The youth of today are generally better than their reputations, also as a target group for book presentations. Sari Mäkinen- Laitila from Seinäjoki enjoys presenting literature to secondary school students. If the presenter of the books has enough nerve, the book presentations can be combined with drama, as the group Next Libris does.
The yearning for a story
Sari Mäkinen-Laitila is the director of the children’s department at the Seinäjoki Public Library-Provincial Library. However, she is known as ‘Kirjava Inkkari’ (the ‘colorful Indian’) when playing the role of book presenter. The name, which originated from a typographical error of ‘kirjavinkkari’ (one who presents books), has become a part of her role in some of the most interesting book presentations, even with 13-16 year-old adolescents.
Mäkinen-Laitila, who has been giving book presentations for roughly ten years, has yet to run into ill-mannered secondary school pupils. The teenagers have been “quiet as church mice” when books have been presented and excerpts have been read to them. Mäkinen- Laitila explains, “When someone reads aloud, or tells a story, the listeners develop a yearning for the story, even though they might not be interested in the book”.
Mäkinen-Laitila feels that high school students are a challenge for book presenters, because they have developed preferences regarding their interests and reading to a greater extent than primary school pupils. Some children have already become completely estranged from reading, and the threshold for reading may be high. Friends also affect how students use their time and their attitude towards books. Mäkinen-Laitila says, “It’s challenging in a positive way.”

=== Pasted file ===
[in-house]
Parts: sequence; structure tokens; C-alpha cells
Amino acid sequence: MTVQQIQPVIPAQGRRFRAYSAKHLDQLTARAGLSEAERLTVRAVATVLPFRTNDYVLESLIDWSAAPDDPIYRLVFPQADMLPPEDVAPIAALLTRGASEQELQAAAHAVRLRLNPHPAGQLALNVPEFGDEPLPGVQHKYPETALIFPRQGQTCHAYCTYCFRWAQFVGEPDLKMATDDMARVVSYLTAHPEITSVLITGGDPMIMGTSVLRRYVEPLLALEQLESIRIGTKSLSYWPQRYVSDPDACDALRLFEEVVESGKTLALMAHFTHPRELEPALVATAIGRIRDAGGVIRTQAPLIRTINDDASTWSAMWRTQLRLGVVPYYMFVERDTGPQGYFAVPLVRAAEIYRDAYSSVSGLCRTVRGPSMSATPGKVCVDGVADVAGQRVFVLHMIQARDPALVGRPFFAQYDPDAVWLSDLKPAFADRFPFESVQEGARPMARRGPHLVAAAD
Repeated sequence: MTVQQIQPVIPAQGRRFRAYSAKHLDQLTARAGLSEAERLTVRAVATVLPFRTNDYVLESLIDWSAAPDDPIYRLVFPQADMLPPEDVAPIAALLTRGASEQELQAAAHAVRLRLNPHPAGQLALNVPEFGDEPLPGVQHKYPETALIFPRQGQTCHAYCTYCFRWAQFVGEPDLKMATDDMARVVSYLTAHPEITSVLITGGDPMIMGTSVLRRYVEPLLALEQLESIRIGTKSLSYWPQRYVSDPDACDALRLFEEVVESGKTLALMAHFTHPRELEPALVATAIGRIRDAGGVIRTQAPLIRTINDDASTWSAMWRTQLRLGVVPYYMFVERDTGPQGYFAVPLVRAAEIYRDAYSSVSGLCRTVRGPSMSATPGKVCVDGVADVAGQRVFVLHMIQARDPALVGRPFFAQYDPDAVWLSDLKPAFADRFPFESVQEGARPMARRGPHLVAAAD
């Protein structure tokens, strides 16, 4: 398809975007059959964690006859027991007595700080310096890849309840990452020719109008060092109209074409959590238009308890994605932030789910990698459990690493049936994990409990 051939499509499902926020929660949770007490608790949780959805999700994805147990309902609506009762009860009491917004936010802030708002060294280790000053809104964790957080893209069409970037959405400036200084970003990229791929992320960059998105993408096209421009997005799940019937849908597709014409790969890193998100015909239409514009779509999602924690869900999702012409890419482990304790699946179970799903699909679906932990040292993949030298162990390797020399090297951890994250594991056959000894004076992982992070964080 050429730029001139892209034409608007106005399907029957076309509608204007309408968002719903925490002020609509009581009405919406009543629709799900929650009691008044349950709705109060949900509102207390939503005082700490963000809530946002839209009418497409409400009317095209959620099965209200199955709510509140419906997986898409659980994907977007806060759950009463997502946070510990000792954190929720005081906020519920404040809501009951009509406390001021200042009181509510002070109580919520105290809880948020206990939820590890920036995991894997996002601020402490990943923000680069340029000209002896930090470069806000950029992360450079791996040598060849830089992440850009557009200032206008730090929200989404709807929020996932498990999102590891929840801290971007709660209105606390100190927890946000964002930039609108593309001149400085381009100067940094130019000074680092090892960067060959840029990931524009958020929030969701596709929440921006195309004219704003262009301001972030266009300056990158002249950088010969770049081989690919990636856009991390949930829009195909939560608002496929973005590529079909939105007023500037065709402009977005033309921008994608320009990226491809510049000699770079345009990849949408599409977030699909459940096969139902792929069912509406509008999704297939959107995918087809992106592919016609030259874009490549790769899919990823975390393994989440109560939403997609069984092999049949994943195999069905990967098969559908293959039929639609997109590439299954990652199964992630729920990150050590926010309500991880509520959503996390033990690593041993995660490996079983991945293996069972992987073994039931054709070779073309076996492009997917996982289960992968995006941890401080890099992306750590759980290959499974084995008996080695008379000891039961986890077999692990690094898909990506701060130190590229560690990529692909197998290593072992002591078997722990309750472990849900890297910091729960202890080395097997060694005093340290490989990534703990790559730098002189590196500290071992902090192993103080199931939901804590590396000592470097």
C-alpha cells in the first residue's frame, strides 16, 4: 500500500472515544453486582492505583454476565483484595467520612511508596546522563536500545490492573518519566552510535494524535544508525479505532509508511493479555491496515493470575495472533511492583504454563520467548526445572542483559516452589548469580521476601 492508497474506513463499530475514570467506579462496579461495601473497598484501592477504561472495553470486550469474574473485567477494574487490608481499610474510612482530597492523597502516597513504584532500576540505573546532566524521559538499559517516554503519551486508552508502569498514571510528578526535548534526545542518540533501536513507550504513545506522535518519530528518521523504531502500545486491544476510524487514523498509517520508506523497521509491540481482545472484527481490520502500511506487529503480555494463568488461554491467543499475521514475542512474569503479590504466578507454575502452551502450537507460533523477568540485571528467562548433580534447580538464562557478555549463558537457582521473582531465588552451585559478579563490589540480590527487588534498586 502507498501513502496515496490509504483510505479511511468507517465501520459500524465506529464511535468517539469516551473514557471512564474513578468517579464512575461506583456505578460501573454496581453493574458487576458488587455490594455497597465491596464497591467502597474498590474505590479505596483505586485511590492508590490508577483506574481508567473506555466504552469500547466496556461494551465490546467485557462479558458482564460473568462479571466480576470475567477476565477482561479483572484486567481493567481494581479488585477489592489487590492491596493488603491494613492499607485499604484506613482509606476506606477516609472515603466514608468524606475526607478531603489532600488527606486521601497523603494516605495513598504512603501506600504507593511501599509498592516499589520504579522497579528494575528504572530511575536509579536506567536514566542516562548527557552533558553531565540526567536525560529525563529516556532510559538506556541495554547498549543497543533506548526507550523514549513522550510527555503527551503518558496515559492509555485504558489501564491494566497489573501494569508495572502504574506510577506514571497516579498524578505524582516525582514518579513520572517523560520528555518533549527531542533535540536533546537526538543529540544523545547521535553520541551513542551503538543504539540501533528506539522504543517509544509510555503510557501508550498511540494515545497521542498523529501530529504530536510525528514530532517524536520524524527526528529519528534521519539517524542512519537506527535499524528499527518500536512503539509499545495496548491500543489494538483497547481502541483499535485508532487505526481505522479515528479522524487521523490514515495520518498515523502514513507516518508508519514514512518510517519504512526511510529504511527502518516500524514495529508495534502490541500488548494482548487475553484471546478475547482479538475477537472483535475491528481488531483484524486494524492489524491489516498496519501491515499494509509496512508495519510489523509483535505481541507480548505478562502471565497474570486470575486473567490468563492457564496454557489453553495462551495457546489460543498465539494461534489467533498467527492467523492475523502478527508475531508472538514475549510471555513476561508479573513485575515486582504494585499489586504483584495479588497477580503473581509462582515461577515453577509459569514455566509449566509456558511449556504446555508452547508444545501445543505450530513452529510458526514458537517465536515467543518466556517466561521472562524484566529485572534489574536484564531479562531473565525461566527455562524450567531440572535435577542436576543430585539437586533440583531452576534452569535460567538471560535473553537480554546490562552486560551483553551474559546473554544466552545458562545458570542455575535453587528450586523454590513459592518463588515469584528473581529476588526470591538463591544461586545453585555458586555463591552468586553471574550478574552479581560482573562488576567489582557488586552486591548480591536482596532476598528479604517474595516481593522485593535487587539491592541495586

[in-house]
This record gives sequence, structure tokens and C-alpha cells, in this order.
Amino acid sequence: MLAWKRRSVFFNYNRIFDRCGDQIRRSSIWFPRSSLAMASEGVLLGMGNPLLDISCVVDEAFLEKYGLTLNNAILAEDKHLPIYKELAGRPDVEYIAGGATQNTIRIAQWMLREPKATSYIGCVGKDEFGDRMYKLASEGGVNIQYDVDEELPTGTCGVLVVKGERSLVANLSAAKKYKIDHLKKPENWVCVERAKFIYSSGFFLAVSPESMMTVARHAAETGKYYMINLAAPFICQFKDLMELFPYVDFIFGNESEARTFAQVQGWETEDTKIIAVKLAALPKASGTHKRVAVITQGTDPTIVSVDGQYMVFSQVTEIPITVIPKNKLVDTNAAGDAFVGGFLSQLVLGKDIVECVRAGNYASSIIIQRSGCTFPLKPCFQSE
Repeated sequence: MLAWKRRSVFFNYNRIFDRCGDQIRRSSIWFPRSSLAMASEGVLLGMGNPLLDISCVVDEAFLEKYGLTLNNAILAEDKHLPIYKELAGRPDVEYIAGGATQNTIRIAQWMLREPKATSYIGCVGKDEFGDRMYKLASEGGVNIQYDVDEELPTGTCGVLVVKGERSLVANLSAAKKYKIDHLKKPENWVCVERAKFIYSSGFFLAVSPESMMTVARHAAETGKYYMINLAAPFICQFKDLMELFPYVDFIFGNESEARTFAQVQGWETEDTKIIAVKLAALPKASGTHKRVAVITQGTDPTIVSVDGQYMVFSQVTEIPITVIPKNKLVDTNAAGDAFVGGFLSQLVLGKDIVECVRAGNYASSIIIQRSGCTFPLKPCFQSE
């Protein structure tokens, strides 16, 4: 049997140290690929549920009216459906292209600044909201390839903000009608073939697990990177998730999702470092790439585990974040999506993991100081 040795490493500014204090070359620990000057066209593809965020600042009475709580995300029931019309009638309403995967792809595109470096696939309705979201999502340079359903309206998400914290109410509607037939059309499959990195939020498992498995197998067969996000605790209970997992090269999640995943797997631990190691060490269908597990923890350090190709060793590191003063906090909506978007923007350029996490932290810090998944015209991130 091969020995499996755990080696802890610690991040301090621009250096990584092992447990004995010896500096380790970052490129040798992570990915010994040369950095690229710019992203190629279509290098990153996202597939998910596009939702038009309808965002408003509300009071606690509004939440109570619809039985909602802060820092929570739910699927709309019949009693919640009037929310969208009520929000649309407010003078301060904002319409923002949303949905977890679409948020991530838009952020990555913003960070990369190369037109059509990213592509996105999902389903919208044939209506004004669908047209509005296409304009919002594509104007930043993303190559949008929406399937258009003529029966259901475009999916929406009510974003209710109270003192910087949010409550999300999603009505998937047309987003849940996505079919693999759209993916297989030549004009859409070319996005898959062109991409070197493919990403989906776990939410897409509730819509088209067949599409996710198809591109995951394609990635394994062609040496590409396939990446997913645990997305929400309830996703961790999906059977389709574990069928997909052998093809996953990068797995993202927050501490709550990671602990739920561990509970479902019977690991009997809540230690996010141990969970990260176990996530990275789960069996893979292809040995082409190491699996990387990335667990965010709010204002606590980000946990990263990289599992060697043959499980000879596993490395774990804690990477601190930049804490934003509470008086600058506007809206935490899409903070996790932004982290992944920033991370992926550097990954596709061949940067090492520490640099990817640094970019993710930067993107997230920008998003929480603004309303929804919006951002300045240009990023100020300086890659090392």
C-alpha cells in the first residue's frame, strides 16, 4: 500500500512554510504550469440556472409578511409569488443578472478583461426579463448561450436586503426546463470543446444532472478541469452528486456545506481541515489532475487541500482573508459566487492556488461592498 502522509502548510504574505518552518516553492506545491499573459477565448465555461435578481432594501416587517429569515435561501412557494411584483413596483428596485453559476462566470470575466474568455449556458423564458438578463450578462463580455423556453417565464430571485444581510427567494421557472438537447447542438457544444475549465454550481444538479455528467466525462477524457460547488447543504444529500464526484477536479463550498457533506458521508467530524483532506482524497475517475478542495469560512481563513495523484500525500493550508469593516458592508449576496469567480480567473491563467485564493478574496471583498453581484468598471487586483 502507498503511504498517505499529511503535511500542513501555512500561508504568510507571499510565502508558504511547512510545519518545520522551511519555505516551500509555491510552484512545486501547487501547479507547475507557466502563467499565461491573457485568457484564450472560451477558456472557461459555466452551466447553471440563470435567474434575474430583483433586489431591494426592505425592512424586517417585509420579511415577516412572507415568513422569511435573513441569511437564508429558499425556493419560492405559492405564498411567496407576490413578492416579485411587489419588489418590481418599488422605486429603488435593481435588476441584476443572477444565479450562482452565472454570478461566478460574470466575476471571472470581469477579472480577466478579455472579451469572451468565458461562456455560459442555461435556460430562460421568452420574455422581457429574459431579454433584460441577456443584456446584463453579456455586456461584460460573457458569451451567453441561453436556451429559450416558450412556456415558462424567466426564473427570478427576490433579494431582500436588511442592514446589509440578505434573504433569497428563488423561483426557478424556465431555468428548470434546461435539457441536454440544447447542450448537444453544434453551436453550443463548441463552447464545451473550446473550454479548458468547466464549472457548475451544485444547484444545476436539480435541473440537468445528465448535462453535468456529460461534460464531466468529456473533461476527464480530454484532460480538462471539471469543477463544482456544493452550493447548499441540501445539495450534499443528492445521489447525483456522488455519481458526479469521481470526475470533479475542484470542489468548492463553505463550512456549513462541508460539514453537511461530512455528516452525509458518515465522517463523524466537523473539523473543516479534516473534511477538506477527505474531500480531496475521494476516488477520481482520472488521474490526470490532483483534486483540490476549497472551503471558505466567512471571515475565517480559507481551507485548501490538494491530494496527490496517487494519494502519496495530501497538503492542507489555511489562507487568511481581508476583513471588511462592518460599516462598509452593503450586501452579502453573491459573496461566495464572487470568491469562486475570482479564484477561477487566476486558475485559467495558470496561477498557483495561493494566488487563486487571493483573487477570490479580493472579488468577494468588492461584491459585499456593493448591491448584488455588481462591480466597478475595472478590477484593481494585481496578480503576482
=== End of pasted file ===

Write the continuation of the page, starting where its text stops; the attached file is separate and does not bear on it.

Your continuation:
What’s in the book basket?
When planning her book presentations for secondary school students, an abundance of various types of books find their way to Sari Mäkinen-Laitila’s book basket. She explains, “It is important to feel a bit drawn to the book. You have to like the book yourself to make presenting it worthwhile.”
When choosing books, the different genres of literature must be kept in mind, as well as domestic and foreign books and the viewpoints of both boys and girls. In addition to different books for teens, Mäkinen-Laitila always tries to bring fairytales to the secondary school. Why? She answers, “I’m fighting against the tendency to associate different genres of literature with certain age groups.”
Fairytales are important, and there are fairytales for people of all ages. For example, Margaret Mahy’s fairytales, Kari Hotakainen’s book of fairytales, or Peter Bichsel’s children’s stories and also folktales, especially ghost stories, according to Mäkinen-Laitila, can spark interest in secondary school students.
Like fairytales, novels often elude target group definitions. Walking the tightrope between adulthood and childhood, adolescents may be interested in authors who write books suitable for both teens and adults.
The ‘colorful Indian’s’ book basket usually contains poetry also, children’s poetry in particular. She explains, “With difficult poetry, the reader may not necessarily immediately find the joy that you can find in children’s poetry.” Fantasy in particular, as a genre of literature, interests teens and there are also comics included in the book presenter’s book basket.
Sari Mäkinen-Laitila doesn’t use any special tricks or props when making presentations to teens. “I introduce the characters and setting of the book, and then I read some important parts in the book, parts which leave you with the feeling that you have to read the whole story.”
When presenting the books, she relies on her own enthusiasm and her ability to convey that enthusiasm to the listeners. It has also given rise to enthusiastic readers and productive discussions with secondary school students.